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Belgian health care boss says euthanasia is the solution to an ageing population

by | Apr 11, 2024

By Michael Cook

The president of the Belgian biggest health care fund, Christian Mutualities (CM), has called for a radical solution to the problem of Belgium’s ageing population. Luc Van Gorp told Belgian media this week that people who are tired of life should be allowed to end it.

Like all other European countries and, indeed, the rest of the world apart from sub-Saharan Africa, Belgium faces a huge increase in its elderly. Over-80s will double by 2050, from around 640,000 today to 1.2 million. Financial pressure on healthcare, medication and nursing homes will increase.

More money is not the solution, says Van Gorp. “No matter how much you end up investing, it will still not be enough. There are simply not enough health workers to do the job,” he said. “Do we really need all those extra residential care centres? Just building up rooms without doing anything about the staff shortage is not a sustainable model. I miss the why- question in elderly care. Why do we do business the way we do them now? There is often no answer to this.”

He is in favour of “a radically different approach” – not asking “how long can I live?”, but “how long can I live a quality life?”. He proposes euthanasia for people who believe that their lives are complete. “Suicide is too negative a term,” says Van Gorp. “I would rather call it: giving life back. I know it is sensitive, but we really have to dare to have that debate.”

In an interview with Nieuwsblad, Van Gorp declared:

“Everyone wants their parents and grandparents to stay as long as possible, right? But do those people want that themselves? And what do they need for that? These questions are asked too little. Some people over 80 will not need anything at all to age well. They will even be able to support others, for example by keeping them company. Others need a lot of care, and – just to be clear – we must continue to provide it.


“But what about the category of elderly people who receive maximum care, but who still do not have the quality of life they desire? That question is asked far too little.”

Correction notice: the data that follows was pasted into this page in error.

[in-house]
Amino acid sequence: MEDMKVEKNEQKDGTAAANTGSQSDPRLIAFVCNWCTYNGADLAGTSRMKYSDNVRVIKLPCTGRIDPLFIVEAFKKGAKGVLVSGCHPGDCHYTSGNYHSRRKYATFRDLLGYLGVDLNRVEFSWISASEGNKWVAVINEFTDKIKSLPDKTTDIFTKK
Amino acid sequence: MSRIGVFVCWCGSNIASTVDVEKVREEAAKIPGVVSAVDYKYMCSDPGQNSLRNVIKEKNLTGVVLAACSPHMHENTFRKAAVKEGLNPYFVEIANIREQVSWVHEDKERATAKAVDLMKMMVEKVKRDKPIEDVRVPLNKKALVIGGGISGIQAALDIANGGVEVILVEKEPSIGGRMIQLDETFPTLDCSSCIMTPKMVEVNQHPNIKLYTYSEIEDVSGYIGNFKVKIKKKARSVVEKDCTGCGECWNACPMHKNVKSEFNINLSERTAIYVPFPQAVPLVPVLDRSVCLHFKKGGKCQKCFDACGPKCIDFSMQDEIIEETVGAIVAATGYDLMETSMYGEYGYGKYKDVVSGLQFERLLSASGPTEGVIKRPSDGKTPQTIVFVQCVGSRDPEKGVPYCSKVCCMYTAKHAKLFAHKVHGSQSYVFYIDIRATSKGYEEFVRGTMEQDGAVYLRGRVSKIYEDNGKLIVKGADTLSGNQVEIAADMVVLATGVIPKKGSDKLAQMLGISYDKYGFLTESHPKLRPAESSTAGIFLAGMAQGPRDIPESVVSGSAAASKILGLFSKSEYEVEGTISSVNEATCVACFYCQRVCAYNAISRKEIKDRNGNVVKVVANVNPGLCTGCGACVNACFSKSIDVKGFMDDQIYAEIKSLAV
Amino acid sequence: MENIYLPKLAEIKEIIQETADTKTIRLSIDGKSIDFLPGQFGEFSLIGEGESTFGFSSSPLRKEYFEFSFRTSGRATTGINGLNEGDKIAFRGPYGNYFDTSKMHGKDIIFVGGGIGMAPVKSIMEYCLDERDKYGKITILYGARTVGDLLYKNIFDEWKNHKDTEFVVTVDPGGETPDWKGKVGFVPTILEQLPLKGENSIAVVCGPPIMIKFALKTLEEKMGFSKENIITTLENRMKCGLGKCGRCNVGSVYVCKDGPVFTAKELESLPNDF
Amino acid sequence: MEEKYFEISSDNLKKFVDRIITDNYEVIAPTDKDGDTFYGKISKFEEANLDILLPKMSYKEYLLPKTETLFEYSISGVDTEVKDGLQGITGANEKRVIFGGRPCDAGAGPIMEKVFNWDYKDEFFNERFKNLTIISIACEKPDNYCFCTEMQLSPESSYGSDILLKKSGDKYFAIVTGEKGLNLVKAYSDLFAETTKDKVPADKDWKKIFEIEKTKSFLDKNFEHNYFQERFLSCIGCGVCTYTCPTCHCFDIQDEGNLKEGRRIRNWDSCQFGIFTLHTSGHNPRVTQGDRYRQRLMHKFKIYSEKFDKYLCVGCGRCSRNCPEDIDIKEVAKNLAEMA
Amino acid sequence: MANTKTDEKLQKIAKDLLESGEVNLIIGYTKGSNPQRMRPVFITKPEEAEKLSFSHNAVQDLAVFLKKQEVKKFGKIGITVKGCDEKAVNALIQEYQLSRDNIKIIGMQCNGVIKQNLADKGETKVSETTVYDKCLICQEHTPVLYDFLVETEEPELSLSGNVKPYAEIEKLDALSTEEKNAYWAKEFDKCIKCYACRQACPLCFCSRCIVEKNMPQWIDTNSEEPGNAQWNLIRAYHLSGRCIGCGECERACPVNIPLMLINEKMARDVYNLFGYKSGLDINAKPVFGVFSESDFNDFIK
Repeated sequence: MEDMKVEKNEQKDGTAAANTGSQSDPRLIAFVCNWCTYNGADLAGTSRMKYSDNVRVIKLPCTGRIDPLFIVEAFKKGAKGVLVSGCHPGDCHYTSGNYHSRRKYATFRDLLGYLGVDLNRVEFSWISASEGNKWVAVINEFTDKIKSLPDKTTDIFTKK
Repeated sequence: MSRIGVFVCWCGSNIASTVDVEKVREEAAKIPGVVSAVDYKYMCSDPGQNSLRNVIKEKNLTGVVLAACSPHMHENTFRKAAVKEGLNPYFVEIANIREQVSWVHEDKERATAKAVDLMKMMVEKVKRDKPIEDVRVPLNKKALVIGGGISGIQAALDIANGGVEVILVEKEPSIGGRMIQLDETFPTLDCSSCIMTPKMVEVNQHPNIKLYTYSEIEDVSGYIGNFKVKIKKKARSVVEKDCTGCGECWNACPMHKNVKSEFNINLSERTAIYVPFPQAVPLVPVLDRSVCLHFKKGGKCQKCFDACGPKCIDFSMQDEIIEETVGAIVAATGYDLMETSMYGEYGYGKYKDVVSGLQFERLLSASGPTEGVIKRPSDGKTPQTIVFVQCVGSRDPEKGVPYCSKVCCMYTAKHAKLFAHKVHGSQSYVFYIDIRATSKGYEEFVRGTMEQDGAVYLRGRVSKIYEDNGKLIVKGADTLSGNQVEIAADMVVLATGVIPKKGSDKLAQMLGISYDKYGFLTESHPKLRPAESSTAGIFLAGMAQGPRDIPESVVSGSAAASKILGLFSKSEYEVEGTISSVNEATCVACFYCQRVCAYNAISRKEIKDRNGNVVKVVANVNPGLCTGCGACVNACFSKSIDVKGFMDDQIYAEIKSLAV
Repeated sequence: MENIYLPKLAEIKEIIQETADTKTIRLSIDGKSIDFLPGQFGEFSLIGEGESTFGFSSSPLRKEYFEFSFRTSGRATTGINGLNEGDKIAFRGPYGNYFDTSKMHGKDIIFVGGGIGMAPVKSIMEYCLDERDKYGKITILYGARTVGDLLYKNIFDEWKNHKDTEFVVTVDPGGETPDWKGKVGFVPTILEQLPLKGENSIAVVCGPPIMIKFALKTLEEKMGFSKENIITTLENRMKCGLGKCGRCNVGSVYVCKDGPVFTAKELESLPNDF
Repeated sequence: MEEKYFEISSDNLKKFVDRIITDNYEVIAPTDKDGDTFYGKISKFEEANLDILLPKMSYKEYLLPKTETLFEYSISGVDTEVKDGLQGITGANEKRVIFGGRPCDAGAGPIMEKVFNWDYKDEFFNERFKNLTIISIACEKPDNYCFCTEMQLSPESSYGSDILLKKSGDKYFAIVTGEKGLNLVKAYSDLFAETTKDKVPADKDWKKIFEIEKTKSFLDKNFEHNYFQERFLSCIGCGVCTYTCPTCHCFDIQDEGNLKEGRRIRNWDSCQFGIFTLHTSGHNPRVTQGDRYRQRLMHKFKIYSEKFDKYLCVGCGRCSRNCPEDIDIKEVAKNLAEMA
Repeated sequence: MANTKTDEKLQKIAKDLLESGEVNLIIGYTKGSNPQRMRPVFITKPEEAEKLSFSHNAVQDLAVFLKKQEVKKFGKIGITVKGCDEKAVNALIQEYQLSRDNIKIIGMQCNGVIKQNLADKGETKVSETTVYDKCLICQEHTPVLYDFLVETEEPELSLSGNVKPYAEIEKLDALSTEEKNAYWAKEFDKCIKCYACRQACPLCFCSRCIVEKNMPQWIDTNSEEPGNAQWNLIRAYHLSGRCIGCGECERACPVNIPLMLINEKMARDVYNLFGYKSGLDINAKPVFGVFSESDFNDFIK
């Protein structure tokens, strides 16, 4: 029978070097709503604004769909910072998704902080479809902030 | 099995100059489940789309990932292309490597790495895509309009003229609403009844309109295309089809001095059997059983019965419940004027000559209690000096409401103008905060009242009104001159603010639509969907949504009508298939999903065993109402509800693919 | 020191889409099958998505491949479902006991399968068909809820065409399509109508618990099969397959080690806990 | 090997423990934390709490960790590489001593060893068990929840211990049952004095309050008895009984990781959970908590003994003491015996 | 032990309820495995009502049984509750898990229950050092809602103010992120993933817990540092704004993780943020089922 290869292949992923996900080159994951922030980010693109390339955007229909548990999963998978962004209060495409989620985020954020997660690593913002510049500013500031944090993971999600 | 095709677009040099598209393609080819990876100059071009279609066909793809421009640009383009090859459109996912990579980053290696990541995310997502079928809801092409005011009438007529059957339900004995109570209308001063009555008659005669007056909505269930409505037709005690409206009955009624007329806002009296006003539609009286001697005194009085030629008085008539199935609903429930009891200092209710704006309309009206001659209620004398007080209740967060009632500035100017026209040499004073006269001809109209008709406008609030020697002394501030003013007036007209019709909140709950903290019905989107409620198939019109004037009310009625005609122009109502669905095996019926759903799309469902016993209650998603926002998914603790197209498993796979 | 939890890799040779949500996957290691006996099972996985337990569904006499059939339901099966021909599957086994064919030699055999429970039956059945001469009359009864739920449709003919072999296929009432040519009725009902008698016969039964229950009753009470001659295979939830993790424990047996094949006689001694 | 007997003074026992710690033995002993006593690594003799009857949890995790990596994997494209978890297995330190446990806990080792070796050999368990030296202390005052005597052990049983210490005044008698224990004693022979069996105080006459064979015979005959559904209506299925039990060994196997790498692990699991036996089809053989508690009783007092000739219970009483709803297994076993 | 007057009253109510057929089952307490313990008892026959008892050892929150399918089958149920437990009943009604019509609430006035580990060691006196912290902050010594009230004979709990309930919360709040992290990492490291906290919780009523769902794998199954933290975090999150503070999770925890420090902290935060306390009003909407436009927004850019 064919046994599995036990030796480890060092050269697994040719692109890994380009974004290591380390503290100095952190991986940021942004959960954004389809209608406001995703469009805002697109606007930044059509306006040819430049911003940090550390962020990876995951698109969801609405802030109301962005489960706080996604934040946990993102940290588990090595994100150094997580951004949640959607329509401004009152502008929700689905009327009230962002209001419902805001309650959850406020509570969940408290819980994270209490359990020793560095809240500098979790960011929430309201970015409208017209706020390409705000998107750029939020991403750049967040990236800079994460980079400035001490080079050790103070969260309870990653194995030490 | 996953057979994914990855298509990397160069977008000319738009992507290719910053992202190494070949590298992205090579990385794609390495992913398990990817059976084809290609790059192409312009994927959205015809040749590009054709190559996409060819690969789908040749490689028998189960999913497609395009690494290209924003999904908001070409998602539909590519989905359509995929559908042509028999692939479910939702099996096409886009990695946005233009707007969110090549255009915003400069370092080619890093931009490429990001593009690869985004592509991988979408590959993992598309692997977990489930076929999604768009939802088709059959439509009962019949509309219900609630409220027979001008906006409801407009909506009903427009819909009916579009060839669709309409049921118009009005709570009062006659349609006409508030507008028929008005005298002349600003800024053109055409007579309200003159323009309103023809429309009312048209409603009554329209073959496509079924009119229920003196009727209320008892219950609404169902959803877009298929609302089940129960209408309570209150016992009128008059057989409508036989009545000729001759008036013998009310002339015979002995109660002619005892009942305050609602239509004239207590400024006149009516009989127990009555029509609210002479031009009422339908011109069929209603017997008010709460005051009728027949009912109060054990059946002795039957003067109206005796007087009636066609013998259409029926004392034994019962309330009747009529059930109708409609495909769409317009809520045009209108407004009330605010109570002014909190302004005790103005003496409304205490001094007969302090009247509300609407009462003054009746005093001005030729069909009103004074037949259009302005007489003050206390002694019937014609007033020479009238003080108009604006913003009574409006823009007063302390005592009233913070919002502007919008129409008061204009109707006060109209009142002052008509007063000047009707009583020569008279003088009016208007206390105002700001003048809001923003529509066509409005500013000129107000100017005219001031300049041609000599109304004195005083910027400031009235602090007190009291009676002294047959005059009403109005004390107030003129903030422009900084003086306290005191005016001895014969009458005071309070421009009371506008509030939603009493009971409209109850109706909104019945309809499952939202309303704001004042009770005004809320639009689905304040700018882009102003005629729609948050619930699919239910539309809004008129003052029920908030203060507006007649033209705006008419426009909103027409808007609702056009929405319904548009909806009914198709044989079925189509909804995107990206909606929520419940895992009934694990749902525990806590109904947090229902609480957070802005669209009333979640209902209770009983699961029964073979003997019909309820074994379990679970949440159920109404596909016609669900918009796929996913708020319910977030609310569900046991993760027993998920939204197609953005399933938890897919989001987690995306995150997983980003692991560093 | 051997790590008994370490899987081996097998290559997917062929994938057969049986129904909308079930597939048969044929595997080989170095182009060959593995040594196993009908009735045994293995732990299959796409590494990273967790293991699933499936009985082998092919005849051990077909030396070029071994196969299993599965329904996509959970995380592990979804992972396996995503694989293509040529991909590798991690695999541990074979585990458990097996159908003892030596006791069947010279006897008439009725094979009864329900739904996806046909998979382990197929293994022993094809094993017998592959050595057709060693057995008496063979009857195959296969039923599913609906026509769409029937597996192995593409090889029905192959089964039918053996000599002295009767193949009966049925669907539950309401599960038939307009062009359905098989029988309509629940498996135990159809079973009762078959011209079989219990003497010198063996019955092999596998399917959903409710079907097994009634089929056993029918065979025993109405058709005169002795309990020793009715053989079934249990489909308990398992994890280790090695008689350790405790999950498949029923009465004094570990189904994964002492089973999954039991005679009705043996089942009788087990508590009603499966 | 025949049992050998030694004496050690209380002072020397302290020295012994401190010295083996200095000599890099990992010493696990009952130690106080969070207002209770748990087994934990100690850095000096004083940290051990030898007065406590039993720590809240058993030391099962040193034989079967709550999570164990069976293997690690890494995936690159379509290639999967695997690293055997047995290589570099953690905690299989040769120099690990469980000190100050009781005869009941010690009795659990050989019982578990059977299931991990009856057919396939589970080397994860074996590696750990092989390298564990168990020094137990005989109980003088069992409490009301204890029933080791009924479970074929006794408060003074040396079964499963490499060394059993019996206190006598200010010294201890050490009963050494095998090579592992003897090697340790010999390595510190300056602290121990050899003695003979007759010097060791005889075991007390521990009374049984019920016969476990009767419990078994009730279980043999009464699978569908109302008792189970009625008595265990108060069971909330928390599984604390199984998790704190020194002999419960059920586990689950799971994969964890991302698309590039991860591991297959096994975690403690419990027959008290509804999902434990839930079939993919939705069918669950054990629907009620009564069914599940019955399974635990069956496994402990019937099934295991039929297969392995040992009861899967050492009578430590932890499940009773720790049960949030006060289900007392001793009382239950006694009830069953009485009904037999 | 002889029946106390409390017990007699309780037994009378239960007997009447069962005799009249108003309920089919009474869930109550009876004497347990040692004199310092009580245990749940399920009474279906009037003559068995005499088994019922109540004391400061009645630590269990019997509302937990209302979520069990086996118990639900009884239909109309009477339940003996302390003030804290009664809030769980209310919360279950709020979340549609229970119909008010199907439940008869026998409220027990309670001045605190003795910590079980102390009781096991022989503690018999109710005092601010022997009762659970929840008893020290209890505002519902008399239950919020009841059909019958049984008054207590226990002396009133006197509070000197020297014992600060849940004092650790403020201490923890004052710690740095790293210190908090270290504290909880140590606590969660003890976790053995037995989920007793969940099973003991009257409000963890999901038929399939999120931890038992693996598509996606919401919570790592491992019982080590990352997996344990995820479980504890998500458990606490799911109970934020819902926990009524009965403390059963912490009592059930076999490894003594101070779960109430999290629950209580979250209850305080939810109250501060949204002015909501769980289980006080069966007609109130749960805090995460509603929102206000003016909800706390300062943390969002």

A number of politicians supported Van Gorp’s call to make “a completed life” a justification for euthanasia. However, Christian democrat leader Sammy Mahdi criticised the comments. “This makes me angry,” he wrote on X. “If someone is tired of life and feels they are in the way or don’t get visitors anymore, aren’t we just failing as a society?”

Van Gorp doubled down on the sentiments expressed in his interview with Nieuwsblad. In an op-ed for the Belgian newspaper De Morgen, he wrote: “The demand for care will only increase in the coming years. If we just keep doing the way we are doing today, we’re going for an outright care crash. We can only prevent this if we choose a radically different approach, from a healthy society that puts quality of life first instead of quantity.”

There simply are not enough carers or space for the elderly to live, he says: “Numerous healthcare providers have long indicated that it is not possible to continue in this way. There are simply not enough professional hands left to provide all the care. And as a society, we create too little space to take care of those who are most dear to us ourselves.”

Van Gorp calls for an urgent national debate about the issue: “As delicate as it is, we must dare to enter into the debate about quality of life, including at the end of life. Better today than tomorrow.”

Editor’s note. This appeared at BioEdge and is reposted with permission.

Categories: Euthanasia